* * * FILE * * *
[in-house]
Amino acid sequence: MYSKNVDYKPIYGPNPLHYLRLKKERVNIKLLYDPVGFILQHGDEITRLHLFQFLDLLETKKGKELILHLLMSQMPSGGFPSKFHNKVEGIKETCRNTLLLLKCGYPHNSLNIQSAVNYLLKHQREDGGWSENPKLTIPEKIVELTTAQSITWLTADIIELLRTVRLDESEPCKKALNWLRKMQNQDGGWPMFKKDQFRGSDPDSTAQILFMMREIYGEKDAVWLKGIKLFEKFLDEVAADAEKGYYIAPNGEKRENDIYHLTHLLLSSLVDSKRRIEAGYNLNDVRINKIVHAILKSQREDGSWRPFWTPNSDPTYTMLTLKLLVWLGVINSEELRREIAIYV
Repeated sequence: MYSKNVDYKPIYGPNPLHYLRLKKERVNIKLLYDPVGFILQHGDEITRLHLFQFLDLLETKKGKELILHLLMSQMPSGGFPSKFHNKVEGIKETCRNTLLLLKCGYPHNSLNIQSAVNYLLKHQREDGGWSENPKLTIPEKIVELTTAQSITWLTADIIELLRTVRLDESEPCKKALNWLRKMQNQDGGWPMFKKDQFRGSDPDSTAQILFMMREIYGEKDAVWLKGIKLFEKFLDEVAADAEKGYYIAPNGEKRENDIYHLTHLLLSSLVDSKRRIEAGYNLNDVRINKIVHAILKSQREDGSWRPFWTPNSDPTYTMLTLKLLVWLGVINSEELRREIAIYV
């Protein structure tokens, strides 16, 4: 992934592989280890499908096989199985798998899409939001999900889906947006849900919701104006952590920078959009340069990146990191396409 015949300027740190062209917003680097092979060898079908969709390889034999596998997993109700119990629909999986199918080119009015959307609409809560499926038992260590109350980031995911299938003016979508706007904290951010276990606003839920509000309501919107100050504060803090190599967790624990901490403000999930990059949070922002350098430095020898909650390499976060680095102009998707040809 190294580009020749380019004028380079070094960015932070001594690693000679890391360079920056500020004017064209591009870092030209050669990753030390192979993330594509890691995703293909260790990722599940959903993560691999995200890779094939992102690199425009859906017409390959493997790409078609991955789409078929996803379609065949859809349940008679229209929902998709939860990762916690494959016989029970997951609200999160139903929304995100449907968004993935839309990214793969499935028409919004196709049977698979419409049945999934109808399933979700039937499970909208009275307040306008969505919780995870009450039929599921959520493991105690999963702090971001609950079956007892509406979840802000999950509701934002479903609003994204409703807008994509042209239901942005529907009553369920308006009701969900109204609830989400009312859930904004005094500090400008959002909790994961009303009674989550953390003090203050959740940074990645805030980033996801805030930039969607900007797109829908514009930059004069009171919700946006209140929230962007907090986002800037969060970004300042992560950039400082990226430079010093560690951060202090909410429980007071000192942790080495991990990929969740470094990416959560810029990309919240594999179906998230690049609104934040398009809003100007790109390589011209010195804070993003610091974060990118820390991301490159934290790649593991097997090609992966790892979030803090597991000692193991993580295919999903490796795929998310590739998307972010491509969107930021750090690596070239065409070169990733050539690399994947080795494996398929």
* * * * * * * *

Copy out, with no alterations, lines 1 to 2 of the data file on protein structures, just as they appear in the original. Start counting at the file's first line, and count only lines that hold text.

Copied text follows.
[in-house]
Amino acid sequence: MYSKNVDYKPIYGPNPLHYLRLKKERVNIKLLYDPVGFILQHGDEITRLHLFQFLDLLETKKGKELILHLLMSQMPSGGFPSKFHNKVEGIKETCRNTLLLLKCGYPHNSLNIQSAVNYLLKHQREDGGWSENPKLTIPEKIVELTTAQSITWLTADIIELLRTVRLDESEPCKKALNWLRKMQNQDGGWPMFKKDQFRGSDPDSTAQILFMMREIYGEKDAVWLKGIKLFEKFLDEVAADAEKGYYIAPNGEKRENDIYHLTHLLLSSLVDSKRRIEAGYNLNDVRINKIVHAILKSQREDGSWRPFWTPNSDPTYTMLTLKLLVWLGVINSEELRREIAIYV